The advances of modern medicine, including surgery, chemotherapy, and organ transplantation, have been made possible by our ability to control infections. But drug resistance has the potential to undermine these gains.
That’s why Infectious Diseases, led by Global Head Don Ganem in Emeryville, California, is committed to uncovering new and more effective ways to combat bacterial and viral infections.
“Think about chemotherapy,” says Ganem. “We can’t use chemotherapy drugs if we can’t rescue cancer patients from the infections these agents make them susceptible to. The same thing is true for organ transplantation – the immunosuppressants those patients need make them targets for infection.”
Today, hospitals worldwide are threatened by so-called “superbugs” — bacteria that have developed resistance mechanisms against even our strongest antibiotics. While many large pharmaceutical companies have abandoned the search for new antimicrobials, we are embracing the challenge.
“From a scientific point of view, there are two major hurdles,” says Ganem. “First, bacteria have had millions of years to evolve strong defenses.” For instance, they have strong armor in the form of poorly permeable outer membranes. And the few drugs that get across this armor are often immediately escorted back out by efflux pumps or inactivated by modifying enzymes inside the bug.
Many of the medical advances we rely on also make people susceptible to infection, so we must be able to deal with that in order to realize their benefits.
“Another problem is that many of the molecules that make up our standard chemical libraries are optimized for getting into human cells rather than bacterial cells,” says Ganem, referring to the large libraries used to screen for potential new drugs. “So we may not have the best starting materials.”
Don Ganem, Global Head of Infectious Diseases at the Novartis Institutes for BioMedical Research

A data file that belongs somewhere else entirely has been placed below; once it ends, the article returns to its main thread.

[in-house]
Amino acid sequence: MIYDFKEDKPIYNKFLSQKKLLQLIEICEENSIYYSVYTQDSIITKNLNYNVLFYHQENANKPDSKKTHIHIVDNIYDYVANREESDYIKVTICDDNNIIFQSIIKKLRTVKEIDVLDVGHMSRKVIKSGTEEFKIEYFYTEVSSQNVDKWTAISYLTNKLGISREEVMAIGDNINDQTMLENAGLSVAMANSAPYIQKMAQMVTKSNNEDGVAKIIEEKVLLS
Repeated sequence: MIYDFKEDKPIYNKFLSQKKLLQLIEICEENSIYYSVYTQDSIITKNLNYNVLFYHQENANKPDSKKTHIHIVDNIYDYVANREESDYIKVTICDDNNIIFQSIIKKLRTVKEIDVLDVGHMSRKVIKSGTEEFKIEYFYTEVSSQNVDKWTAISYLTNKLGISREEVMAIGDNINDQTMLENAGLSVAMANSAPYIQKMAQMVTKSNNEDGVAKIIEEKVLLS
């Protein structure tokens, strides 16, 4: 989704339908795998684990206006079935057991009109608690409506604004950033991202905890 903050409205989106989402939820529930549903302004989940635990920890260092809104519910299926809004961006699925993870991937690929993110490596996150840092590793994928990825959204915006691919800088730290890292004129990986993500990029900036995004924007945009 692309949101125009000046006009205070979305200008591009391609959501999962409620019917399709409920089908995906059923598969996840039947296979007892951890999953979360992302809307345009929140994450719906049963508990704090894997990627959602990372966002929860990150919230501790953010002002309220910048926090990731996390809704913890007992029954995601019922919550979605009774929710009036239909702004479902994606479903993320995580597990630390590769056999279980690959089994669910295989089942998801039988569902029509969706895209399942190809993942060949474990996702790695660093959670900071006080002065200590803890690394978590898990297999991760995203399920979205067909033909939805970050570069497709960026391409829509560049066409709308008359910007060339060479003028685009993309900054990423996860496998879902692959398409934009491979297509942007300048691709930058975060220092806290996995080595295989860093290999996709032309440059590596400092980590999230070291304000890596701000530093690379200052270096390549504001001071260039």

We are looking to get around bacteria’s varied defenses through both the modification of existing antibiotics and the use of wholly new chemical entities. One of these compounds – an updated monobactam antibiotic that is more resistant to defensive bacterial enzymes than its predecessor – is currently being tested in clinical trials.
The Infectious Disease team also focuses on serious viral infections, including hepatitis B, respiratory viruses, and opportunistic infections that attack immunocompromised patients. Here, a new set of scientific challenges arises.
“In virology, the issues are different,” explains Ganem. “Since viruses grow in human cells, our chemical libraries contain many molecules appropriate for getting to their viral targets. But each virus requires a specific therapy molded to its specific biology. We need to decide what are the most important infections and the best biochemical targets inside of each.”
Current programs are looking at small molecules and antibodies that inhibit key viral proteins. But in the future, Ganem predicts a shift for his team. “If I imagine what our next generation of antivirals will look like, I think they will modulate our immune response.” He envisions approaches that are analogous to cancer immunotherapies, in which the human immune system is activated or manipulated. This work has already begun. “We’re in the early stage of research, but it has transformative potential.”
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